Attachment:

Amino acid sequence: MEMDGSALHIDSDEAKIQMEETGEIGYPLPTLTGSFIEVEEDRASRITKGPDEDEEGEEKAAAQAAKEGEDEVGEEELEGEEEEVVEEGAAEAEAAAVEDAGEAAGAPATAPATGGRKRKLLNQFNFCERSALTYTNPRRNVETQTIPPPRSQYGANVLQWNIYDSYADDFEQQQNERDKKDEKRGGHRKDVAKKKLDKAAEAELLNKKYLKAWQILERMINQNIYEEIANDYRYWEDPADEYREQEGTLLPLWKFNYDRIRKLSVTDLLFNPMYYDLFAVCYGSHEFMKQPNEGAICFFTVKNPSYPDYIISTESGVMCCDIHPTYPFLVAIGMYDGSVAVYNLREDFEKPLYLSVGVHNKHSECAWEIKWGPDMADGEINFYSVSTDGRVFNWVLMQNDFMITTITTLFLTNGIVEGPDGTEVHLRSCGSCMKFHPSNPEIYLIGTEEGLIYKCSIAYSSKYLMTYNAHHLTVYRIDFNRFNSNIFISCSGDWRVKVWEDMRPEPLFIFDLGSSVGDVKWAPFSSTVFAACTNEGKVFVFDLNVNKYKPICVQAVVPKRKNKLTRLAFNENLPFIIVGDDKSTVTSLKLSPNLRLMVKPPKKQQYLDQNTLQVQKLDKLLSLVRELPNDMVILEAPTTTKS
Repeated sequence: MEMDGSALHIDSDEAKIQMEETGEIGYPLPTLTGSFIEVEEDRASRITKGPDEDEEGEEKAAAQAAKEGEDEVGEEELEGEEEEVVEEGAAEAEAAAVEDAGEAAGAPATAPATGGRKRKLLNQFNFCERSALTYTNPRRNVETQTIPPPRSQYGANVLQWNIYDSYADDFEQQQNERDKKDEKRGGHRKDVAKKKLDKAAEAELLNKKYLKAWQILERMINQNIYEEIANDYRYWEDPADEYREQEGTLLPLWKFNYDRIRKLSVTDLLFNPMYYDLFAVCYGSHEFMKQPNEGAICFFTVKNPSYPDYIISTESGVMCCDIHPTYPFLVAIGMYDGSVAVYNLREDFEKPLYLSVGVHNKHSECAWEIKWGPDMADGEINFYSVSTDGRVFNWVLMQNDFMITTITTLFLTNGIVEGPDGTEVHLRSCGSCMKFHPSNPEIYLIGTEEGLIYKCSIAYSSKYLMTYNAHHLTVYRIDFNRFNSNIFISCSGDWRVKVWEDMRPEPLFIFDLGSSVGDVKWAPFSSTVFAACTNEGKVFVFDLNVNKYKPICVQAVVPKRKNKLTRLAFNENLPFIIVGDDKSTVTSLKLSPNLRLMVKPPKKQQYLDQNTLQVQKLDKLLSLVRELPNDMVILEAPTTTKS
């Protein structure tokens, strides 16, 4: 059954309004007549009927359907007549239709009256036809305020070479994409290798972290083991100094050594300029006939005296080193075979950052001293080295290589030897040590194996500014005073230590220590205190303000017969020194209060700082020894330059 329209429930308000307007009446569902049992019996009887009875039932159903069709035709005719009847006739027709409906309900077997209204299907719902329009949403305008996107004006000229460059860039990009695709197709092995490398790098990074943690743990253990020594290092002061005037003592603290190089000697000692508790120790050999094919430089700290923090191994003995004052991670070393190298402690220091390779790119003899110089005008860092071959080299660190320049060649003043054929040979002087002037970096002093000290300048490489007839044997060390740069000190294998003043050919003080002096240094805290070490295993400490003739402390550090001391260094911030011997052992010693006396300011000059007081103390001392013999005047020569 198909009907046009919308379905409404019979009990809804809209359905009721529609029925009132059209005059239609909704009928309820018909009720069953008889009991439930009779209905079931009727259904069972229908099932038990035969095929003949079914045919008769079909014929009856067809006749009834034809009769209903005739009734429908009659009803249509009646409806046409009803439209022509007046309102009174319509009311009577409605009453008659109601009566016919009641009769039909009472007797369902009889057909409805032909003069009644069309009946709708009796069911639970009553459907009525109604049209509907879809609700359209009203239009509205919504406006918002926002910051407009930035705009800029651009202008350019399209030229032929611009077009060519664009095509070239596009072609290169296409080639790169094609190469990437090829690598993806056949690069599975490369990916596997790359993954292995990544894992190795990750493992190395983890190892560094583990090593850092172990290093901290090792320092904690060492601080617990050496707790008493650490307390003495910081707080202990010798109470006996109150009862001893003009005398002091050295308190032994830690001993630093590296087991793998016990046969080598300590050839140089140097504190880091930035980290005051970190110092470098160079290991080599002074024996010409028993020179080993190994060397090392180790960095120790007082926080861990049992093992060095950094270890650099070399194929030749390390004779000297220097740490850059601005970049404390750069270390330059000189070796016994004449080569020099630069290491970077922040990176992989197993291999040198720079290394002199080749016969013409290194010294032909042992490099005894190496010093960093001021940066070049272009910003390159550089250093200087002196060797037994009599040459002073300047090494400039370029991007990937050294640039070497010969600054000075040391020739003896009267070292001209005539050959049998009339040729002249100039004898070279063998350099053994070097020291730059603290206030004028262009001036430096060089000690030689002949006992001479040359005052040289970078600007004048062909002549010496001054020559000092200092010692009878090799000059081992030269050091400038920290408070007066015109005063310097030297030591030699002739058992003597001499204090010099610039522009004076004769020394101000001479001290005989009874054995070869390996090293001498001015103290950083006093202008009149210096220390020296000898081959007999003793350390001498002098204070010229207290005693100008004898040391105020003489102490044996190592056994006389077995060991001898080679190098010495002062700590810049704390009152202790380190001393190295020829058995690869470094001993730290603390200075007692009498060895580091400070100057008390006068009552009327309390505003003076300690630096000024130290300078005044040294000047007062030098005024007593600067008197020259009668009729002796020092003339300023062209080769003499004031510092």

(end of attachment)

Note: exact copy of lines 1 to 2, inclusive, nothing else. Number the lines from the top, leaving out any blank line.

Amino acid sequence: MEMDGSALHIDSDEAKIQMEETGEIGYPLPTLTGSFIEVEEDRASRITKGPDEDEEGEEKAAAQAAKEGEDEVGEEELEGEEEEVVEEGAAEAEAAAVEDAGEAAGAPATAPATGGRKRKLLNQFNFCERSALTYTNPRRNVETQTIPPPRSQYGANVLQWNIYDSYADDFEQQQNERDKKDEKRGGHRKDVAKKKLDKAAEAELLNKKYLKAWQILERMINQNIYEEIANDYRYWEDPADEYREQEGTLLPLWKFNYDRIRKLSVTDLLFNPMYYDLFAVCYGSHEFMKQPNEGAICFFTVKNPSYPDYIISTESGVMCCDIHPTYPFLVAIGMYDGSVAVYNLREDFEKPLYLSVGVHNKHSECAWEIKWGPDMADGEINFYSVSTDGRVFNWVLMQNDFMITTITTLFLTNGIVEGPDGTEVHLRSCGSCMKFHPSNPEIYLIGTEEGLIYKCSIAYSSKYLMTYNAHHLTVYRIDFNRFNSNIFISCSGDWRVKVWEDMRPEPLFIFDLGSSVGDVKWAPFSSTVFAACTNEGKVFVFDLNVNKYKPICVQAVVPKRKNKLTRLAFNENLPFIIVGDDKSTVTSLKLSPNLRLMVKPPKKQQYLDQNTLQVQKLDKLLSLVRELPNDMVILEAPTTTKS
Repeated sequence: MEMDGSALHIDSDEAKIQMEETGEIGYPLPTLTGSFIEVEEDRASRITKGPDEDEEGEEKAAAQAAKEGEDEVGEEELEGEEEEVVEEGAAEAEAAAVEDAGEAAGAPATAPATGGRKRKLLNQFNFCERSALTYTNPRRNVETQTIPPPRSQYGANVLQWNIYDSYADDFEQQQNERDKKDEKRGGHRKDVAKKKLDKAAEAELLNKKYLKAWQILERMINQNIYEEIANDYRYWEDPADEYREQEGTLLPLWKFNYDRIRKLSVTDLLFNPMYYDLFAVCYGSHEFMKQPNEGAICFFTVKNPSYPDYIISTESGVMCCDIHPTYPFLVAIGMYDGSVAVYNLREDFEKPLYLSVGVHNKHSECAWEIKWGPDMADGEINFYSVSTDGRVFNWVLMQNDFMITTITTLFLTNGIVEGPDGTEVHLRSCGSCMKFHPSNPEIYLIGTEEGLIYKCSIAYSSKYLMTYNAHHLTVYRIDFNRFNSNIFISCSGDWRVKVWEDMRPEPLFIFDLGSSVGDVKWAPFSSTVFAACTNEGKVFVFDLNVNKYKPICVQAVVPKRKNKLTRLAFNENLPFIIVGDDKSTVTSLKLSPNLRLMVKPPKKQQYLDQNTLQVQKLDKLLSLVRELPNDMVILEAPTTTKS